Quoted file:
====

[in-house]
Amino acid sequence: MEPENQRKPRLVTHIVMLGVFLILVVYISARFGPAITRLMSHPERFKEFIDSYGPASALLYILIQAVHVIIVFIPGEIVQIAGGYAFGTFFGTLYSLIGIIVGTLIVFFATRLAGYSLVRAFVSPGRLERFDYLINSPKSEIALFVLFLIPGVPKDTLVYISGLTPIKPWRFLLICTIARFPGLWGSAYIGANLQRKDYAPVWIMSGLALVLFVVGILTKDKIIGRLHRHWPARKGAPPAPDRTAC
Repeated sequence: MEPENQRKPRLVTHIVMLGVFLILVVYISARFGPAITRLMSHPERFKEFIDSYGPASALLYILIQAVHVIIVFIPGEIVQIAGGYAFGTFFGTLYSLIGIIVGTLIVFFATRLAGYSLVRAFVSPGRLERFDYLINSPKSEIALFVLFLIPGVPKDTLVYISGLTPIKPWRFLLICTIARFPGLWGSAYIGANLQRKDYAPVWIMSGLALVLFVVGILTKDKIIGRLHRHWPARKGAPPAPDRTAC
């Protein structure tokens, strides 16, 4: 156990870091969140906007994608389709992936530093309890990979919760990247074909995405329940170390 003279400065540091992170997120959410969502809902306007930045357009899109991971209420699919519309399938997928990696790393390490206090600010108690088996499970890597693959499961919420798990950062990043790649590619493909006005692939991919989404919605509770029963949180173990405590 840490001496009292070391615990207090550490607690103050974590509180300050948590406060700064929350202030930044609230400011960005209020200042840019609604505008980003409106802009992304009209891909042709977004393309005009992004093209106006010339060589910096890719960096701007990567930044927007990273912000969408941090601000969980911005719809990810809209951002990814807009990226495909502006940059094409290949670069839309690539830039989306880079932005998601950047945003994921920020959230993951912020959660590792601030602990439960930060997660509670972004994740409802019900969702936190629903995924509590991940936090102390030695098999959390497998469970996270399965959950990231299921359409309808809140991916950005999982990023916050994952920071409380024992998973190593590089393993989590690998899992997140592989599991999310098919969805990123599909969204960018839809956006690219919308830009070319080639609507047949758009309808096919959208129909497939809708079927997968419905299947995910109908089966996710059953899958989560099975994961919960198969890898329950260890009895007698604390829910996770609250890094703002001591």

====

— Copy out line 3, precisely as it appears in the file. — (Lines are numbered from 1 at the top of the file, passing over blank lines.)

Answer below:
Repeated sequence: MEPENQRKPRLVTHIVMLGVFLILVVYISARFGPAITRLMSHPERFKEFIDSYGPASALLYILIQAVHVIIVFIPGEIVQIAGGYAFGTFFGTLYSLIGIIVGTLIVFFATRLAGYSLVRAFVSPGRLERFDYLINSPKSEIALFVLFLIPGVPKDTLVYISGLTPIKPWRFLLICTIARFPGLWGSAYIGANLQRKDYAPVWIMSGLALVLFVVGILTKDKIIGRLHRHWPARKGAPPAPDRTAC